In November 1898, on the heels of the state Democratic Party’s white supremacy campaign, violence broke out in Wilmington. A white mob burned the offices of a black newspaper and killed at least twenty-five African Americans, then threw the elected Republican government of the city out of town and installed a white Democratic mayor and council in its place. In this chapter, we’ll examine first-hand accounts of the riot and its aftermath. We’ll also evaluate at the “suffrage amendment” of 1899 that effectively barred blacks from voting in North Carolina.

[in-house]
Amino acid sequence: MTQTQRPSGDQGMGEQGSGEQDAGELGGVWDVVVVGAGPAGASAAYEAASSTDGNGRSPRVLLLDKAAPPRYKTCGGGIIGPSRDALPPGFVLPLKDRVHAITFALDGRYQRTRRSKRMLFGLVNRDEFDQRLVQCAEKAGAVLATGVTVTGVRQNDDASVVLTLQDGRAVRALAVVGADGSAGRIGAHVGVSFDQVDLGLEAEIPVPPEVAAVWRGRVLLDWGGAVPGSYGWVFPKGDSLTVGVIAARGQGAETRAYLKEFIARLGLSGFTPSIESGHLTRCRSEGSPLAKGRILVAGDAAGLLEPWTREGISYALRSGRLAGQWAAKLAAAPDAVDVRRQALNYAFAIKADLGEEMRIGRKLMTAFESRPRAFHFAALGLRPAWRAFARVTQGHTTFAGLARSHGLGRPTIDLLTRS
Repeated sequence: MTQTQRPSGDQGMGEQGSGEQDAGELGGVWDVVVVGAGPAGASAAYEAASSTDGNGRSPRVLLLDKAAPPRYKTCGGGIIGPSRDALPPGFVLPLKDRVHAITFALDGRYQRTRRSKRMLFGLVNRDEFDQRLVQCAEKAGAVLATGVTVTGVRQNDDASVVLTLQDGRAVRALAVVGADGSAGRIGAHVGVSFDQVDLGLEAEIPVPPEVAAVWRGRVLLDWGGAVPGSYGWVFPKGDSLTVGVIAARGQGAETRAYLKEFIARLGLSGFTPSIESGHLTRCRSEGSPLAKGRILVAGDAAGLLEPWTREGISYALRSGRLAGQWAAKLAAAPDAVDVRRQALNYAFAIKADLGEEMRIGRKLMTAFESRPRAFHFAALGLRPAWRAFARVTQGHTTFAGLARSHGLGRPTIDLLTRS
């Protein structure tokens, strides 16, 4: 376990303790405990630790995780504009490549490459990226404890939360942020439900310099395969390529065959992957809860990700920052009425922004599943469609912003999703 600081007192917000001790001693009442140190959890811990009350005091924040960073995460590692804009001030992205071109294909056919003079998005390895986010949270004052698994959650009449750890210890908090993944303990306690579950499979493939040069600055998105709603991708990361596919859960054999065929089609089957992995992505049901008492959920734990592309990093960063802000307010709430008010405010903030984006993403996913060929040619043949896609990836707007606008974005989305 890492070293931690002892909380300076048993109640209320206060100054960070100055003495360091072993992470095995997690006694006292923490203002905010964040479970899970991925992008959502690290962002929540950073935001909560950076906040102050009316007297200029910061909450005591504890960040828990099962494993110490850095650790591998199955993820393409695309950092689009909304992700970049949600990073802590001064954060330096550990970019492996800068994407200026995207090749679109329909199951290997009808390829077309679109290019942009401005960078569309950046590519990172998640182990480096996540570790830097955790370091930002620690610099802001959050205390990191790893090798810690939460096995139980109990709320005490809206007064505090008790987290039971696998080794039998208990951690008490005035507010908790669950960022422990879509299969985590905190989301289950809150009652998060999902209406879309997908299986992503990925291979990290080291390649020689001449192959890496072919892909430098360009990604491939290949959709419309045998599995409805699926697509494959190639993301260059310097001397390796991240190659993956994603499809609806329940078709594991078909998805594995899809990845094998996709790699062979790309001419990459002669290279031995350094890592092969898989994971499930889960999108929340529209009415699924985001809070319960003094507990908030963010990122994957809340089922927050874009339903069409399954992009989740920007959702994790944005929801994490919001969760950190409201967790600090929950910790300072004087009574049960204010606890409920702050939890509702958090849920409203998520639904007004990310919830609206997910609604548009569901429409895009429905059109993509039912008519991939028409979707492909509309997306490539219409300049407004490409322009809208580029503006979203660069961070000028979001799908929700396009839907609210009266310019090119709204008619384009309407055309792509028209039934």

- The Wilmington Record Editorial
- The Democrats Appeal to Voters
- The Wilmington Race Riot
- The "Revolutionary Mayor" of Wilmington
- Letter from an African American Citizen of Wilmington to the President
- J. Allen Kirk on the Wilmington Race Riot
- The Suffrage Amendment
- Voter Registration Cards
- Governor Aycock on "The Negro Problem"